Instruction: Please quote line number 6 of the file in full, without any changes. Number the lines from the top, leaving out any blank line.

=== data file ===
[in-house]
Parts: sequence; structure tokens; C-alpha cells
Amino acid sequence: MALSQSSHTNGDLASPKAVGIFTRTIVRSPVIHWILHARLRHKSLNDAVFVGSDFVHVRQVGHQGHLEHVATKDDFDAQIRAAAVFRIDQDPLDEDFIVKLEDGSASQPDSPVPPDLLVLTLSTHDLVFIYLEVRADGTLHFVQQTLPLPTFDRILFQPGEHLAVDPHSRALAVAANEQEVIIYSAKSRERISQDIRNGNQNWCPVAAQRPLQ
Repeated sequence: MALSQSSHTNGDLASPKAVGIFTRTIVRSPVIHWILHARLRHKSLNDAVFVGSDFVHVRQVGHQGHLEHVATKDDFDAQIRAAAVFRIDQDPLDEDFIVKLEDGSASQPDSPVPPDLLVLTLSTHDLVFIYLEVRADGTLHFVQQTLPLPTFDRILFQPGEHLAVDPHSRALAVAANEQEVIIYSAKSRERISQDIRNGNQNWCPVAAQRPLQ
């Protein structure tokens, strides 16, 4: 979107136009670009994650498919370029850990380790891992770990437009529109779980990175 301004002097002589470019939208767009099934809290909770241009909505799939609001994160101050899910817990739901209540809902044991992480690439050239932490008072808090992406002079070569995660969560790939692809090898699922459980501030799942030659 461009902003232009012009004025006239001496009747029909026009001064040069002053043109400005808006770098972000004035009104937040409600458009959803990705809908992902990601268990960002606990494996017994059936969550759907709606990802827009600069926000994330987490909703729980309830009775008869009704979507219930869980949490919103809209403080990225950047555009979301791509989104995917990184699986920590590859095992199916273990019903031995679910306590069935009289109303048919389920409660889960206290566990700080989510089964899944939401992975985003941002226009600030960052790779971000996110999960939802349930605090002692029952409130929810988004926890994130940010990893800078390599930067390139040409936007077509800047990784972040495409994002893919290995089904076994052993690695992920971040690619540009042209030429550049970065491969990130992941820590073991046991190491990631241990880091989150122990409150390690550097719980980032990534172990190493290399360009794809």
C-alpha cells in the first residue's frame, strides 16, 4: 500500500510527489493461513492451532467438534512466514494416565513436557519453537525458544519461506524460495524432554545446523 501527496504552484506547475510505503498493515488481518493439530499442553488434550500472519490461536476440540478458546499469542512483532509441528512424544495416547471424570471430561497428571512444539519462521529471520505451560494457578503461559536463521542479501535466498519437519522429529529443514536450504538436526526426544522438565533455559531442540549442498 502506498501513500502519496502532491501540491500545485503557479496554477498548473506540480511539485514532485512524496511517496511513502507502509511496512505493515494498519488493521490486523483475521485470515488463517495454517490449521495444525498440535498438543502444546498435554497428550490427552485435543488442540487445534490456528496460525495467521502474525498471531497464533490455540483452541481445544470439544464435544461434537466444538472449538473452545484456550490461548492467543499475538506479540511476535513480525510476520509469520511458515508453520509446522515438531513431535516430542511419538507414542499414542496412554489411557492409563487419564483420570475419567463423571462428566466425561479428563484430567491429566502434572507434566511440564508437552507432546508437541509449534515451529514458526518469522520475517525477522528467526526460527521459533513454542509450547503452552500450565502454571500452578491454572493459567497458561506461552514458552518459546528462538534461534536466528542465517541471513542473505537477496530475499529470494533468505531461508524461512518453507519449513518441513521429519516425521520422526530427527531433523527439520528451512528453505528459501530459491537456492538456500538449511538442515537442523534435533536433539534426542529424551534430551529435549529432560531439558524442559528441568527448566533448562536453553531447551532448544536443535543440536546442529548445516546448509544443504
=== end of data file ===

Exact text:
C-alpha cells in the first residue's frame, strides 16, 4: 500500500510527489493461513492451532467438534512466514494416565513436557519453537525458544519461506524460495524432554545446523 501527496504552484506547475510505503498493515488481518493439530499442553488434550500472519490461536476440540478458546499469542512483532509441528512424544495416547471424570471430561497428571512444539519462521529471520505451560494457578503461559536463521542479501535466498519437519522429529529443514536450504538436526526426544522438565533455559531442540549442498 502506498501513500502519496502532491501540491500545485503557479496554477498548473506540480511539485514532485512524496511517496511513502507502509511496512505493515494498519488493521490486523483475521485470515488463517495454517490449521495444525498440535498438543502444546498435554497428550490427552485435543488442540487445534490456528496460525495467521502474525498471531497464533490455540483452541481445544470439544464435544461434537466444538472449538473452545484456550490461548492467543499475538506479540511476535513480525510476520509469520511458515508453520509446522515438531513431535516430542511419538507414542499414542496412554489411557492409563487419564483420570475419567463423571462428566466425561479428563484430567491429566502434572507434566511440564508437552507432546508437541509449534515451529514458526518469522520475517525477522528467526526460527521459533513454542509450547503452552500450565502454571500452578491454572493459567497458561506461552514458552518459546528462538534461534536466528542465517541471513542473505537477496530475499529470494533468505531461508524461512518453507519449513518441513521429519516425521520422526530427527531433523527439520528451512528453505528459501530459491537456492538456500538449511538442515537442523534435533536433539534426542529424551534430551529435549529432560531439558524442559528441568527448566533448562536453553531447551532448544536443535543440536546442529548445516546448509544443504